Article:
Organic visitors are people who see your website through organic channels, mostly Google but also social media and direct messaging shares, and who click through. In order to get that traffic, your content needs to be able to rank and be shown in places like Google’s organic search, the Discover feed, Google News, or Google Shopping.
So, how do you show up in those locations? It’s all about SEO. Good technical SEO, good content SEO, good use of Schema, good backlinks, all working together.
The barest minimum amount of time it takes to rank is the amount of time it takes Google to discover your site, index it, evaluate it, and determine what they think of it. This generally takes 2-3 weeks at the absolute fastest. There are ways to speed up that process – like being a multinational corporation spending millions on advertising to bring a site from nothing into prominence immediately – but that’s the exception rather than the rule.
Now, to be clear, I’m not saying the solution to having zero organic traffic is to “keep waiting.” I’m just saying that you’re going to be spending something, whether that something is money, effort, or time.
What can you do to speed up this process?
Other than reading the rest of this post and addressing the other two points, consider:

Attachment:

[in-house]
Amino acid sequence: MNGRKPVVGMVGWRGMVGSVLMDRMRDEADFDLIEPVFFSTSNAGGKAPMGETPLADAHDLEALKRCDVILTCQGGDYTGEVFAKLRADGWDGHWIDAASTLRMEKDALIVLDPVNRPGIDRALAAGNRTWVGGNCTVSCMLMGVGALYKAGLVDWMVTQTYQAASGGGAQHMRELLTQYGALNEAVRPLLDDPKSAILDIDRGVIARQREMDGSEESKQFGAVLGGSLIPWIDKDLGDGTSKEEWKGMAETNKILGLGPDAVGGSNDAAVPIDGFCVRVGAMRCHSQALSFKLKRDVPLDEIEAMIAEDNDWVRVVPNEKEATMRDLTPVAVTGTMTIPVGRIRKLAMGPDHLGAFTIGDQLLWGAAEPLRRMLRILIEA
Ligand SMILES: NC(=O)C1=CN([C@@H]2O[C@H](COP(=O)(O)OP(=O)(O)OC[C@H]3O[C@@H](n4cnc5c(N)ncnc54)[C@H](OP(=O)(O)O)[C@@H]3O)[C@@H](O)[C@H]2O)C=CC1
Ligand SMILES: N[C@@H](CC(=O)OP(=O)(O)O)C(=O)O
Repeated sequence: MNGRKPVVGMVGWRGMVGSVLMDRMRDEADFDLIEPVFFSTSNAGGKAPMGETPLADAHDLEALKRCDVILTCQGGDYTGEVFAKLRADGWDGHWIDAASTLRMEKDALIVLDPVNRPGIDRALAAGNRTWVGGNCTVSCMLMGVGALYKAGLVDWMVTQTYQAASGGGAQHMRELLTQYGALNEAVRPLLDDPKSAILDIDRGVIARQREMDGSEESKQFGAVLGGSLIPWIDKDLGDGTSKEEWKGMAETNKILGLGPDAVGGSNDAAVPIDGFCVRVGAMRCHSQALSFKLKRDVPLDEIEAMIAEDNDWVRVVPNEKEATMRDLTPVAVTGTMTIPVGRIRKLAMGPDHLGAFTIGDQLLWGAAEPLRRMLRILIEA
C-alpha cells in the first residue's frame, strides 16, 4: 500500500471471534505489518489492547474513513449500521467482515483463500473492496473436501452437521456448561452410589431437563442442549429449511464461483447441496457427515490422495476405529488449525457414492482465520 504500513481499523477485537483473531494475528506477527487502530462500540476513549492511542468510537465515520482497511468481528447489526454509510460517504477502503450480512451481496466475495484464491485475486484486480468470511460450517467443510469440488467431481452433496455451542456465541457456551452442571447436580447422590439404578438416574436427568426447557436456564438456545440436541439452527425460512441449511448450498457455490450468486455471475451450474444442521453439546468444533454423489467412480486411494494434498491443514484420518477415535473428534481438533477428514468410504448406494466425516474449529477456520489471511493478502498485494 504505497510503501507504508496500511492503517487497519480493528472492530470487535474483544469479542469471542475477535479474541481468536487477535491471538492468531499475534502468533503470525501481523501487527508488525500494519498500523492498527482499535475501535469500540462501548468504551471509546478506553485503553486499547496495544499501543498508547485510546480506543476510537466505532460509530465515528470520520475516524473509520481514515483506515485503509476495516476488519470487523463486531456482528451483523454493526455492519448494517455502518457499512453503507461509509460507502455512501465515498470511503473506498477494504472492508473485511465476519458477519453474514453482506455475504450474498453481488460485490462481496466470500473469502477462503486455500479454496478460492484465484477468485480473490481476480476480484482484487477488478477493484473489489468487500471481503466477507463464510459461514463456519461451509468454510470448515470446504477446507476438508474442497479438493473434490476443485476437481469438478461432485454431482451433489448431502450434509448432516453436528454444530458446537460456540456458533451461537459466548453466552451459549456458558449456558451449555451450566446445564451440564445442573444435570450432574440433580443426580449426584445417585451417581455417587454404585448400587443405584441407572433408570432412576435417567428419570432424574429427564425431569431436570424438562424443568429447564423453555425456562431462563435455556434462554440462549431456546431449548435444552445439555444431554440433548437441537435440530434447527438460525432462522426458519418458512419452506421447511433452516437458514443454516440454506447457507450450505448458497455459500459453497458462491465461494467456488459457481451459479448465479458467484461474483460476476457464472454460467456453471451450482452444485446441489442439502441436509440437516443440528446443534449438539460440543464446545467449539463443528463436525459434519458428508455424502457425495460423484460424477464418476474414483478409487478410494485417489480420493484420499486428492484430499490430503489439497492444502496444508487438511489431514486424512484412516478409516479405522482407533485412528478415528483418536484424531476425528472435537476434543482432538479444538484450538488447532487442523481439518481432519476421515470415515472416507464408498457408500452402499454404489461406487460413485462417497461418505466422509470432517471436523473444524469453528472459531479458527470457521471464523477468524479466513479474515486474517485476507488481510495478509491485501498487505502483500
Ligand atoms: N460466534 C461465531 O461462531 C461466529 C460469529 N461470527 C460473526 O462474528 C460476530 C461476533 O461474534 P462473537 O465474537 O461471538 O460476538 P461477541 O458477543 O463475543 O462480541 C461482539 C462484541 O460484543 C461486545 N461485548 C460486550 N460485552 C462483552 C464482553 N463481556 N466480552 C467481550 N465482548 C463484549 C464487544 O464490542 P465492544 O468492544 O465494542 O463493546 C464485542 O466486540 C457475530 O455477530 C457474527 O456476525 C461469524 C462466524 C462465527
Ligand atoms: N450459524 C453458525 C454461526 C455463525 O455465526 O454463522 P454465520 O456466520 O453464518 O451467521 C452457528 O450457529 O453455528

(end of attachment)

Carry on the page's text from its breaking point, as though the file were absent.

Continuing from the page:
- Building a network, reaching out to guest post, and building backlinks.
- Participate actively in Q&A sites and social media discussions, with links when possible.
- Publish more content. Sites with larger numbers of good pages rank better and get traffic faster than sites just trucking along, publishing one post a week.
- Double-check to make sure you aren’t operating under a search penalty or have technical problems like a bad robots.txt preventing indexation.
- Consider paying for exposure via PPC ads, sponsored content, and other media.
- Focus on technical SEO with Schema, Core Web Vitals, and page speed.
This is a big part of why building thought leadership and influence as an individual is important, by the way. When you have name recognition, it’s not just with your audience; it’s with Google.
When a new site springs up with someone Google has never heard of before at the helm, it will take longer for that site to grow than if the site was headed up by someone Google already knows and trusts.
Reason #2: Your Content is Bad
Not to put too fine a point on it, but have you noticed how much of the internet is just bad? Oh, don’t get me wrong, there are tons of really good sites out there, but there are many, many more that just have nothing to offer. The content they publish is poorly written, disjointed, rambling, and nonsensical. This isn’t just a subjective judgment, either; there are objective ways that content can be substandard enough not to warrant ranking.
What are some of the biggest ways content can be bad?